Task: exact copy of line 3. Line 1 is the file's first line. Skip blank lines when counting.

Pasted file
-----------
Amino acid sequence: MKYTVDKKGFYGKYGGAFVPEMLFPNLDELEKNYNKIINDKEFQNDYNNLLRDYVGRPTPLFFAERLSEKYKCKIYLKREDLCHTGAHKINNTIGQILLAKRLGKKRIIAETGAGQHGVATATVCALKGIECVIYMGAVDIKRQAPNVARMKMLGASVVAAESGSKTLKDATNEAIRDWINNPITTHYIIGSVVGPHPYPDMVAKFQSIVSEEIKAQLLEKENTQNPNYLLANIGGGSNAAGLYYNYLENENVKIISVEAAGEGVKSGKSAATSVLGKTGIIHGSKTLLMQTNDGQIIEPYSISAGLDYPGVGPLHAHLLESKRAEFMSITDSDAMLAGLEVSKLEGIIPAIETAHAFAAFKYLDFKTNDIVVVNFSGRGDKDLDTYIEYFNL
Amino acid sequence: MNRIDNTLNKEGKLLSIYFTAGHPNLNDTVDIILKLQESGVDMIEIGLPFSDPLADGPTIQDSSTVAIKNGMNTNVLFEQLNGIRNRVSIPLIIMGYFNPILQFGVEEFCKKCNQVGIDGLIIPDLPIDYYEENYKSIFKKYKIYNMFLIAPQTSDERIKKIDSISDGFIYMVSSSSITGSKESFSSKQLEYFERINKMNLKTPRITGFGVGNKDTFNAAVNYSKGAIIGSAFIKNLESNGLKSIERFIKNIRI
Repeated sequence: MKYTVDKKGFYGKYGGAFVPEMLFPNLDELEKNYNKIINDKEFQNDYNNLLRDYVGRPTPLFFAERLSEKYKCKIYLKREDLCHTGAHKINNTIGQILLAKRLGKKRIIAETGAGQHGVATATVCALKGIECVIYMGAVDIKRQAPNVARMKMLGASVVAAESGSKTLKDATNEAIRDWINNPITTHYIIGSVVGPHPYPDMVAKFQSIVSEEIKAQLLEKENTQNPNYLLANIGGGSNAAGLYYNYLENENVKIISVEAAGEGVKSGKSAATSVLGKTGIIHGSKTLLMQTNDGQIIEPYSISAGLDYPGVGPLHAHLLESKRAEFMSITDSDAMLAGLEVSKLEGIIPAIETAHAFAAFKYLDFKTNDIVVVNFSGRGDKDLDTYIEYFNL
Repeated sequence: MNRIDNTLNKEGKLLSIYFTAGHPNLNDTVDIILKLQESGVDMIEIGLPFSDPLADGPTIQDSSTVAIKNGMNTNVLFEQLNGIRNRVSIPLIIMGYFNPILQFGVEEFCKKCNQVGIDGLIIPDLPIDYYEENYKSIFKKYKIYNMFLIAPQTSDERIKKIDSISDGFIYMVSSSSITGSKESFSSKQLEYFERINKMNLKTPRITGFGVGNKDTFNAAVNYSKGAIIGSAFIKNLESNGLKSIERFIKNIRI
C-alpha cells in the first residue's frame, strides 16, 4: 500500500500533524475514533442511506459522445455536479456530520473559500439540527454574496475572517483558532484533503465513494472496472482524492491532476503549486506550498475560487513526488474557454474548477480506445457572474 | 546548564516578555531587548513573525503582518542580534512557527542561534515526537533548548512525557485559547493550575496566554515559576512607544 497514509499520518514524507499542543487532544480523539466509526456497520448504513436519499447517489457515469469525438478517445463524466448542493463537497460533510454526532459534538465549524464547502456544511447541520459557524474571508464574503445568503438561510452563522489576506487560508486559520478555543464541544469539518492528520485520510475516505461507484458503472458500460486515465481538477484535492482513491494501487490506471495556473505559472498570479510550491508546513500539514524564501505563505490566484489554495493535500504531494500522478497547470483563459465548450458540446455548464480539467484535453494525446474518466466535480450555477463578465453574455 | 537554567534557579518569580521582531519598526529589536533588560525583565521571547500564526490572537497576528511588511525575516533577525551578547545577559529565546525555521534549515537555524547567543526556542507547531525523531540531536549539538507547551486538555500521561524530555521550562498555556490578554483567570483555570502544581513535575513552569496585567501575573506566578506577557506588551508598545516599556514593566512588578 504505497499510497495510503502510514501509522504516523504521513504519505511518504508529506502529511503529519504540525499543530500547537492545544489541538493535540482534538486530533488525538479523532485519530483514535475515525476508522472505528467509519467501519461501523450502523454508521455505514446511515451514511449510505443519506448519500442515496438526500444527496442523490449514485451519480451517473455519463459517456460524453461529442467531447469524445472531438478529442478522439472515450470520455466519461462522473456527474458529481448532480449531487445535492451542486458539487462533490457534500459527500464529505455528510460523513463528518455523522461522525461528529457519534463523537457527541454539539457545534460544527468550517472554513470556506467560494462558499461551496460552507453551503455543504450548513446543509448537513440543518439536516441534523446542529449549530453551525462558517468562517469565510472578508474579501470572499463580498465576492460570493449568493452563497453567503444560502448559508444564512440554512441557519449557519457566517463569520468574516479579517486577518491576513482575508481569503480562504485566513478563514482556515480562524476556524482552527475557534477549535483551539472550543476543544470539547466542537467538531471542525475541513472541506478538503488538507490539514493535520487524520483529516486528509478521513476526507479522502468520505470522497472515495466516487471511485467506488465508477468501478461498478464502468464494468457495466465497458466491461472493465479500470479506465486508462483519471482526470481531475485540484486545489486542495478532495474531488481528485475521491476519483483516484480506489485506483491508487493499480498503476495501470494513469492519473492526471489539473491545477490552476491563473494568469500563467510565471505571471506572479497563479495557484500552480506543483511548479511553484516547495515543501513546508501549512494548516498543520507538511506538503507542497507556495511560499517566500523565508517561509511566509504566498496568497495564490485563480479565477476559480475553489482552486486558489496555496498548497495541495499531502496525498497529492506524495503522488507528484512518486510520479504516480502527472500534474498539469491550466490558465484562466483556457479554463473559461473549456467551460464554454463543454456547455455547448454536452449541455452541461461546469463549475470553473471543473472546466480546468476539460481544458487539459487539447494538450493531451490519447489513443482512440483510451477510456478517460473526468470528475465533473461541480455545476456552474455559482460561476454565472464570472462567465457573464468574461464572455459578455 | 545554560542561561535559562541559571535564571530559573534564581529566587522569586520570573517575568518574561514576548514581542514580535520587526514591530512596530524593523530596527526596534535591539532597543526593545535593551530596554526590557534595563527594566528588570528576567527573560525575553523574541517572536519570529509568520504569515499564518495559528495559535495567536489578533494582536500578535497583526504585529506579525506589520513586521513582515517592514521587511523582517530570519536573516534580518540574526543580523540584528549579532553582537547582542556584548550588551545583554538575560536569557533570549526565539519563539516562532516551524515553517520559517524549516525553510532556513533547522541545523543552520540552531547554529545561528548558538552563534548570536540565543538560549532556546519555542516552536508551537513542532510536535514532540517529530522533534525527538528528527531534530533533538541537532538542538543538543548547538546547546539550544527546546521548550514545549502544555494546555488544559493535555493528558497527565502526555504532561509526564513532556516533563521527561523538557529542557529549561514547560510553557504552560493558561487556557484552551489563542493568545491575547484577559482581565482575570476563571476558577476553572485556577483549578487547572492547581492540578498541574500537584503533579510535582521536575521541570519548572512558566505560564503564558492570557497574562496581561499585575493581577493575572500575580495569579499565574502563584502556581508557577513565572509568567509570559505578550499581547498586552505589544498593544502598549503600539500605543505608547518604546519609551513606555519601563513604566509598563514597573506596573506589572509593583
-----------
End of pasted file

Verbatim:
Repeated sequence: MKYTVDKKGFYGKYGGAFVPEMLFPNLDELEKNYNKIINDKEFQNDYNNLLRDYVGRPTPLFFAERLSEKYKCKIYLKREDLCHTGAHKINNTIGQILLAKRLGKKRIIAETGAGQHGVATATVCALKGIECVIYMGAVDIKRQAPNVARMKMLGASVVAAESGSKTLKDATNEAIRDWINNPITTHYIIGSVVGPHPYPDMVAKFQSIVSEEIKAQLLEKENTQNPNYLLANIGGGSNAAGLYYNYLENENVKIISVEAAGEGVKSGKSAATSVLGKTGIIHGSKTLLMQTNDGQIIEPYSISAGLDYPGVGPLHAHLLESKRAEFMSITDSDAMLAGLEVSKLEGIIPAIETAHAFAAFKYLDFKTNDIVVVNFSGRGDKDLDTYIEYFNL